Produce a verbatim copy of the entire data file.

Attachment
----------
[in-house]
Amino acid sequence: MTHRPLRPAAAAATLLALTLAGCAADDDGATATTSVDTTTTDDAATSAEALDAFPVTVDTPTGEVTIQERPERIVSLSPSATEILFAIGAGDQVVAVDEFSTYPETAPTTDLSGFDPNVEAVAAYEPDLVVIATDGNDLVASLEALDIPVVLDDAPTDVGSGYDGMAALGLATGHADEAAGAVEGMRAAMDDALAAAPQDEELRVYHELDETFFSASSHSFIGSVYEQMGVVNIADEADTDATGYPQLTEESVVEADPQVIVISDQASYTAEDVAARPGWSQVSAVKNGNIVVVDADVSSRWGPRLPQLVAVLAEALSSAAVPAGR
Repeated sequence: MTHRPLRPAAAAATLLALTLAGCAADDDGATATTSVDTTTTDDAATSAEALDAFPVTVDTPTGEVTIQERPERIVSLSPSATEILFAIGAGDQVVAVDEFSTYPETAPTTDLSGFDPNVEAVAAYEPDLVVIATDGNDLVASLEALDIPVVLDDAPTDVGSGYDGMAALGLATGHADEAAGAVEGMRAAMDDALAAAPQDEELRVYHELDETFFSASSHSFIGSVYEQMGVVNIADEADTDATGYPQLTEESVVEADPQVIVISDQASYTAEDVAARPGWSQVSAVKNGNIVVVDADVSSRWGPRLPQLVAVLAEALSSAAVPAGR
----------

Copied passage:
[in-house]
Amino acid sequence: MTHRPLRPAAAAATLLALTLAGCAADDDGATATTSVDTTTTDDAATSAEALDAFPVTVDTPTGEVTIQERPERIVSLSPSATEILFAIGAGDQVVAVDEFSTYPETAPTTDLSGFDPNVEAVAAYEPDLVVIATDGNDLVASLEALDIPVVLDDAPTDVGSGYDGMAALGLATGHADEAAGAVEGMRAAMDDALAAAPQDEELRVYHELDETFFSASSHSFIGSVYEQMGVVNIADEADTDATGYPQLTEESVVEADPQVIVISDQASYTAEDVAARPGWSQVSAVKNGNIVVVDADVSSRWGPRLPQLVAVLAEALSSAAVPAGR
Repeated sequence: MTHRPLRPAAAAATLLALTLAGCAADDDGATATTSVDTTTTDDAATSAEALDAFPVTVDTPTGEVTIQERPERIVSLSPSATEILFAIGAGDQVVAVDEFSTYPETAPTTDLSGFDPNVEAVAAYEPDLVVIATDGNDLVASLEALDIPVVLDDAPTDVGSGYDGMAALGLATGHADEAAGAVEGMRAAMDDALAAAPQDEELRVYHELDETFFSASSHSFIGSVYEQMGVVNIADEADTDATGYPQLTEESVVEADPQVIVISDQASYTAEDVAARPGWSQVSAVKNGNIVVVDADVSSRWGPRLPQLVAVLAEALSSAAVPAGR